A garden requires patient labor and attention. Plants do not grow merely to satisfy ambitions or to fulfill good intentions. They thrive because someone expended effort on them.

Liberty Hyde Bailey


If you know me at all, you know I’m a productivity geek. I use a lot of gadgets, software, tips/tricks and procedures to “Get Things Done“. But before I could benefit from these tools, I had to invest my time into learning all that they had to offer. Without that investment, all those tools were worthless to me. And so it is in the world of film making. The greatest technology, creativity and talent will never be as effective as with the client’s investment of time and effort in the process.
Though the years I’ve seen these 4 simple client investments deliver the greatest results for the client and their project!

Think it Through

It sounds simple enough, but in our busy, hurry to the next thing world, just stopping and thinking it through is sometimes the hardest thing to do. My best thinking time is in the morning. I also find that by isolating myself, eliminating interruptions and setting a timer – I am forced to focus and work through the process.
Great starting questions to ask which will get you thinking in the right ways about your project, should include the following:

  • What’s my objective?
  • Who’s my audience?
  • What’s the single most important thing you want to convey?
  • What defines success for the project?

Talk it Out

Once you’ve thought through the outcomes for your project, it’s time to run those assumptions by your team. Doing so will give you a chance to vet your ideas, strengthen your ability to articulate and defend the project and ultimately give your team the chance to validate your assumptions and the project.
I know what you’re thinking, “It will be so much faster if I just run with this.”  It could be, but in our experience, it never is. You want your team’s feedback NOW, not after you’ve spent a lot of time and money in production. As a rule, when a project is rushed, it almost always costs more and takes longer than doing it right the first time. Besides, this can be a productive time for you and your team and gives others input and buy-in on the project – which gives you momentum.

Live with It

It sounds simple enough, but give yourself enough time for the project to simmer. A day or two distance usually always provides fresh perspective for me. After that time of “rest” I find one of two things almost always happen – I come back to the project and am affirmed at the direction it’s taking or I look at it and wonder what I was thinking. Either way, “living with it” provides clarity.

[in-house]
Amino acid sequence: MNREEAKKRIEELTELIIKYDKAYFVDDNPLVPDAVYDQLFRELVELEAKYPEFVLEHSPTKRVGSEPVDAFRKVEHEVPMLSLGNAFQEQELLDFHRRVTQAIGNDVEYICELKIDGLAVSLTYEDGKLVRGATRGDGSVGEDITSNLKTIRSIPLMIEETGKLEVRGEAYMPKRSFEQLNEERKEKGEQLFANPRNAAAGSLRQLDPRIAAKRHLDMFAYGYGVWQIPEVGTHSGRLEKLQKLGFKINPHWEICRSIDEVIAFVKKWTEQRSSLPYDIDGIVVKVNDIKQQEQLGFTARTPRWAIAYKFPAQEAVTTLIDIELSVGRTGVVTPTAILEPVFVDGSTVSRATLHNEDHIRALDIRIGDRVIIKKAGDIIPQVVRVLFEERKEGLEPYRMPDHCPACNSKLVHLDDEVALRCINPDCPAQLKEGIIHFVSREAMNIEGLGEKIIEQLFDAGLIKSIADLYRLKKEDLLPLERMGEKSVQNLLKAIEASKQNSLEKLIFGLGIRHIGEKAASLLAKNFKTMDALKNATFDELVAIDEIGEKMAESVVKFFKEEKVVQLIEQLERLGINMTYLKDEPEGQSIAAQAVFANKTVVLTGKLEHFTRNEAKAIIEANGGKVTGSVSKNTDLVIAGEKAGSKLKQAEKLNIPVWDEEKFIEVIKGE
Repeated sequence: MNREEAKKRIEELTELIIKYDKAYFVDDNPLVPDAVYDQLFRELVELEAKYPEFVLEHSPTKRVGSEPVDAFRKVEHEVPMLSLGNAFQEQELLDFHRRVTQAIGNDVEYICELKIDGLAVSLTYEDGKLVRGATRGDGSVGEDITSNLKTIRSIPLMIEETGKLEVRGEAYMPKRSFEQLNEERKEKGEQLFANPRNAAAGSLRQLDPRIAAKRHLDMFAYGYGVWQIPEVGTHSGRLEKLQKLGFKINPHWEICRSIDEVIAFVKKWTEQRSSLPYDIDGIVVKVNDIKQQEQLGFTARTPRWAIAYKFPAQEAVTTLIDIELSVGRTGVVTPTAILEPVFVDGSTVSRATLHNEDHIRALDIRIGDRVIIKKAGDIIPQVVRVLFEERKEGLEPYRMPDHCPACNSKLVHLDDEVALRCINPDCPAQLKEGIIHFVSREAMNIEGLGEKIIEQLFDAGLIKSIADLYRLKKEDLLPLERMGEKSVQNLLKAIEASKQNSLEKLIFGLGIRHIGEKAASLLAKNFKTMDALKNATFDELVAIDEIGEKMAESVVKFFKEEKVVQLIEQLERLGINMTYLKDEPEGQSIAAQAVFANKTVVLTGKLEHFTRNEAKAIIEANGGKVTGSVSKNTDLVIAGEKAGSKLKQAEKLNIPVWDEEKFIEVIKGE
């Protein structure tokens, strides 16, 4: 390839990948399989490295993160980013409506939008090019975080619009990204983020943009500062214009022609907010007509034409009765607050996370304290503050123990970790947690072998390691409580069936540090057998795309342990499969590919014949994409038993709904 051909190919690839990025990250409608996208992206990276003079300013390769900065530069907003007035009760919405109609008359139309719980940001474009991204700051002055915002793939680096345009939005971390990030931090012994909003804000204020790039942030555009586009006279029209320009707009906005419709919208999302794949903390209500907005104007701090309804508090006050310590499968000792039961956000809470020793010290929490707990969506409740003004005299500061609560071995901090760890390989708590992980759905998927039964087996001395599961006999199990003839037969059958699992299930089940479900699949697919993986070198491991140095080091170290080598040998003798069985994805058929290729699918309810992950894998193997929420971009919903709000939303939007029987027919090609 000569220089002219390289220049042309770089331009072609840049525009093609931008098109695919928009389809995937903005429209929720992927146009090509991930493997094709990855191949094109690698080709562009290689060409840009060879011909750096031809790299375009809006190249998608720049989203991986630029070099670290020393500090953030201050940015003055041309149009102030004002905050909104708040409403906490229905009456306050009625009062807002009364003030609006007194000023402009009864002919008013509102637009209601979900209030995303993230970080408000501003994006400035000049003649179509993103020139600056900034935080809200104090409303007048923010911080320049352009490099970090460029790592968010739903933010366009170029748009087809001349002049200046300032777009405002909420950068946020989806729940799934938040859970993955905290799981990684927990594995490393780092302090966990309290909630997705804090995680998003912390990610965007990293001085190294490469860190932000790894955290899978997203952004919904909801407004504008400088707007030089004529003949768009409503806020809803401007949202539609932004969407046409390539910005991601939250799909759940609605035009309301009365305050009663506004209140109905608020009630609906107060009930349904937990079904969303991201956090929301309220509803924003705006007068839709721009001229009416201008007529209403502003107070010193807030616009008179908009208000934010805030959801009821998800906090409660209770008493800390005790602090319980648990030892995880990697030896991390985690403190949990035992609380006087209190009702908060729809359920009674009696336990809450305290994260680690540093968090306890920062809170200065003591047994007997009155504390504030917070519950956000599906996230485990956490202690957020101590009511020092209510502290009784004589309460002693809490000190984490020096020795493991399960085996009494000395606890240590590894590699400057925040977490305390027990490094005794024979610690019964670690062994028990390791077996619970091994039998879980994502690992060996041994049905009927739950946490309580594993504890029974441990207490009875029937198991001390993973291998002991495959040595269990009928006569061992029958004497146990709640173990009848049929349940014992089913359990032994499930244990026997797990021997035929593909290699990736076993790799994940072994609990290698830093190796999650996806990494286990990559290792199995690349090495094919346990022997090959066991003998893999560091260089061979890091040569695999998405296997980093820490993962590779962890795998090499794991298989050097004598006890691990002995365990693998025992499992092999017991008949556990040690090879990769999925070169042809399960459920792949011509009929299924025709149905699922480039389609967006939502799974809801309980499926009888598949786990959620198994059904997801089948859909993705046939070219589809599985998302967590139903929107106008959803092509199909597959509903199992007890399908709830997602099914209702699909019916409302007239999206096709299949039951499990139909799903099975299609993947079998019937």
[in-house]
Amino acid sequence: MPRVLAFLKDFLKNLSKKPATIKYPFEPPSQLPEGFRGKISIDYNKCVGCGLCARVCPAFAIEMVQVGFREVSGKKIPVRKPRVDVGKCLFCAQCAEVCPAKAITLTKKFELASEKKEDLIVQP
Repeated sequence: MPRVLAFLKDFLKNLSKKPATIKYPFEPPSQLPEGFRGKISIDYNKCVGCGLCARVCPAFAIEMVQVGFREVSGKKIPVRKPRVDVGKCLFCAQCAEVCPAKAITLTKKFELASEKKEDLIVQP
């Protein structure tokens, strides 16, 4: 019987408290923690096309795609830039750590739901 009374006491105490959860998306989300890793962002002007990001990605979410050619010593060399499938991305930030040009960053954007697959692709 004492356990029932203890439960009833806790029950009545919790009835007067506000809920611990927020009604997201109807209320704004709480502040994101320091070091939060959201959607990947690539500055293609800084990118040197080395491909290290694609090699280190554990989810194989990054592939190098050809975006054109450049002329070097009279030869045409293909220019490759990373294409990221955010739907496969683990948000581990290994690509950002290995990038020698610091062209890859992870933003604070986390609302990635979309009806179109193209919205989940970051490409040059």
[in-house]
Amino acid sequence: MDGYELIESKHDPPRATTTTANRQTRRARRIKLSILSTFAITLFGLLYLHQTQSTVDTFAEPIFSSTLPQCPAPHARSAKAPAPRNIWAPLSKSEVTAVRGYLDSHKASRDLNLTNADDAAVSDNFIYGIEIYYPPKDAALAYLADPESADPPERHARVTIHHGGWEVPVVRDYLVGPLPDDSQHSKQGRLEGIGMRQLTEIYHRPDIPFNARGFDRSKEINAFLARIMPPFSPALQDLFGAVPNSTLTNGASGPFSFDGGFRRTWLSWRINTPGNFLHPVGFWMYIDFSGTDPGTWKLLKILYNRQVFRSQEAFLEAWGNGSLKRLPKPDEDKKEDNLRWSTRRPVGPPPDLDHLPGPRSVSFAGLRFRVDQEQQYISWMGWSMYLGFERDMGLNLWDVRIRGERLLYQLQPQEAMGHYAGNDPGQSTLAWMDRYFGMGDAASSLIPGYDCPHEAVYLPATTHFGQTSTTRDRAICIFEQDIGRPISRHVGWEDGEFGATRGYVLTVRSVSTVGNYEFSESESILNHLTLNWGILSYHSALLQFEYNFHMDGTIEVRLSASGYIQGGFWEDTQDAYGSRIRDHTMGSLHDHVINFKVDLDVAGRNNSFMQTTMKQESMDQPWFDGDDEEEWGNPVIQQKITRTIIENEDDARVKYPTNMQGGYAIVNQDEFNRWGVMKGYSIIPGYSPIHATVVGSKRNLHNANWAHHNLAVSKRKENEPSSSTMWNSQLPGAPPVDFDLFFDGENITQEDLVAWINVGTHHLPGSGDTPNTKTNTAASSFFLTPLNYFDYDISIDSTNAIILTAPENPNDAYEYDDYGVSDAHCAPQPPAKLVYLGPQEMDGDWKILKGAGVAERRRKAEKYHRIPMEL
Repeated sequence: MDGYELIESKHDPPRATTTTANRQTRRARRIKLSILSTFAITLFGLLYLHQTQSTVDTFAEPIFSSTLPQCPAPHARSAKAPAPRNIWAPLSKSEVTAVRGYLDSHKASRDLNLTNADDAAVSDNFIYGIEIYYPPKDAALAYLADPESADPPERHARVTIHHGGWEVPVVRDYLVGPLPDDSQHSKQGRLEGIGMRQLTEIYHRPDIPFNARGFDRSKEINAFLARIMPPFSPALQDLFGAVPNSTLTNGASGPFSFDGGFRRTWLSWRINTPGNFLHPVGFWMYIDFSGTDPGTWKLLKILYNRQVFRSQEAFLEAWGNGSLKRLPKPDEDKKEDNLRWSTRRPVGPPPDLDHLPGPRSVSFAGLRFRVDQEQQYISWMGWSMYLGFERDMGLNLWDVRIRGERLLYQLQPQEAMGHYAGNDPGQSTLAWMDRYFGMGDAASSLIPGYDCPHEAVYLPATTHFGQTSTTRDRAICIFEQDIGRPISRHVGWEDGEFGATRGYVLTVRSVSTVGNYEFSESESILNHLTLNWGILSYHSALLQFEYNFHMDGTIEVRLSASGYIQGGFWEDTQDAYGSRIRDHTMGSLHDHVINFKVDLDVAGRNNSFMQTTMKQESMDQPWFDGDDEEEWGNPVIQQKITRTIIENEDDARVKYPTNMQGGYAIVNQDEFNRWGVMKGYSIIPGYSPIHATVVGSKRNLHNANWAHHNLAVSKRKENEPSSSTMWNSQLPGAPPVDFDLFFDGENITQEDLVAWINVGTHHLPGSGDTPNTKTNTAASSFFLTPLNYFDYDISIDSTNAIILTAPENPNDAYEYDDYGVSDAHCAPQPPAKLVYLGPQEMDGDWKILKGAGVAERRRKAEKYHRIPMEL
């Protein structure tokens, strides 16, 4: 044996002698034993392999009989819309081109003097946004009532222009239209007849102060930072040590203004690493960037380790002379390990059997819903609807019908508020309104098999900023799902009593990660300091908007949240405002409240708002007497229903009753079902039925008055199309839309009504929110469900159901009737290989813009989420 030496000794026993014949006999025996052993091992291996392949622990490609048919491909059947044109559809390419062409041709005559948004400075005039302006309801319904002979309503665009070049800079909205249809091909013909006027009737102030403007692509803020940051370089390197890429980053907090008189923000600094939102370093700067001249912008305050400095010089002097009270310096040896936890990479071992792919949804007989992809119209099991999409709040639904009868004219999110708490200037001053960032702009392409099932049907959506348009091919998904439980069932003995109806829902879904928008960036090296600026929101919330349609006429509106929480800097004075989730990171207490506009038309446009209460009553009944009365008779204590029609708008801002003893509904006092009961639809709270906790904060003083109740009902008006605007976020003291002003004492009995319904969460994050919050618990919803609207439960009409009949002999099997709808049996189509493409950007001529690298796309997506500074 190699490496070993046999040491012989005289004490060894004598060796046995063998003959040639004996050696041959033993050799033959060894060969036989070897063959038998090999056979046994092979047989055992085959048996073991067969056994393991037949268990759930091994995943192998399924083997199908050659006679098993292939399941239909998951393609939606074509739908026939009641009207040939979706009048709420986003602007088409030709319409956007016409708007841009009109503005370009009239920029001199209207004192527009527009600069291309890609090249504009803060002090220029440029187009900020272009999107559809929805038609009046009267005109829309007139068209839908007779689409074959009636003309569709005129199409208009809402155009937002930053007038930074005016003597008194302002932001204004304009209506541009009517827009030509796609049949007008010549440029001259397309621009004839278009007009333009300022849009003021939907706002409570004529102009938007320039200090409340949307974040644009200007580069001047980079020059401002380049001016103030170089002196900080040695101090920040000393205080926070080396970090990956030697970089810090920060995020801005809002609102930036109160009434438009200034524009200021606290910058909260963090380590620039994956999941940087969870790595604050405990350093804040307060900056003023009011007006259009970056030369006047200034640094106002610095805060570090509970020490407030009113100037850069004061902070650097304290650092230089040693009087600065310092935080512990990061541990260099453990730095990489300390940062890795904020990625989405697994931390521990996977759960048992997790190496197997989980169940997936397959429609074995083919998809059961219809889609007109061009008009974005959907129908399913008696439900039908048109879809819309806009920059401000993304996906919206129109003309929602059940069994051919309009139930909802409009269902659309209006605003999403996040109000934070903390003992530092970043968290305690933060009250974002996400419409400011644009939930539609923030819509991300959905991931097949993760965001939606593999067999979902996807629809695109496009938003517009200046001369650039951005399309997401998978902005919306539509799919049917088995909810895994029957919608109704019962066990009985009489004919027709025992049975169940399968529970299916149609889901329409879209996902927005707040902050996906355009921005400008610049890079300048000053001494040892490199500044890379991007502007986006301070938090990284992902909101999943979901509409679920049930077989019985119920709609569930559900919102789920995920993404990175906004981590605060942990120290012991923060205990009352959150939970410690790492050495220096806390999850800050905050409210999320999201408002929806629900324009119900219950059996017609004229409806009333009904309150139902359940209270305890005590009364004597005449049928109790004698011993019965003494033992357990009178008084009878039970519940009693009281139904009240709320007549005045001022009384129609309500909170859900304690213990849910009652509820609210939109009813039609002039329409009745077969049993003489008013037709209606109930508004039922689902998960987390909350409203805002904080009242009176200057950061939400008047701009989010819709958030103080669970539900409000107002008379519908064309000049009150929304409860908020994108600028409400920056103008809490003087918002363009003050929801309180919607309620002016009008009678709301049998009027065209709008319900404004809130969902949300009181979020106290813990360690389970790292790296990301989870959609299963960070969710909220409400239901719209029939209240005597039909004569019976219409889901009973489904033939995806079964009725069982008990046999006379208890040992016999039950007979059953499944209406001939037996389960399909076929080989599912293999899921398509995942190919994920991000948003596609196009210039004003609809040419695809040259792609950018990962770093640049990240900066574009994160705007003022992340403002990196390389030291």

Plan Ahead

Now that you have clarity of purpose, you really want to look down the road and PLAN. I find a great way to do that is to ask myself a very simple question, “What’s the very next thing that has to happen to move this project forward?” This is a great question because it’s helps you systematically think though each step of the project and ask those important “if this, then what” questions. “If XYZ happens, what are we going to do?”
This is all about anticipating the outcomes. It also provides another opportunity to involve key players of your team. Each of these what if questions provides you with a bigger picture of your project and greater clarity of the desired outcome and obstacles.

I know what you’re thinking about now, “None of these 4 investments are difficult.” And you’re right. Maybe that’s why it’s so easy to over look them. But each represent an investment of time and energy in the film. An investment that can pay handsome dividends.
And what are some of the dividends that you can expect as a result of your investment?

  1. Increased Efficiency
  2. Reduced Risks
  3. Maintained Control
  4. Achieved Objectives
  5. Encouragement of Creativity and Innovation

We have a few FREE resources that can help prepare you for your project.

If you’ve never done this before, don’t worry about it. One of our roles as a video production company is to walk you through this process. The real purpose of this post is to remind each of us that great intentions are never enough. Just like “real life”, action is required – even for the client. So make use of these 4 simple investments of your time to make sure you get the most out of your project!

Question: What investments do you use to move from intention to action?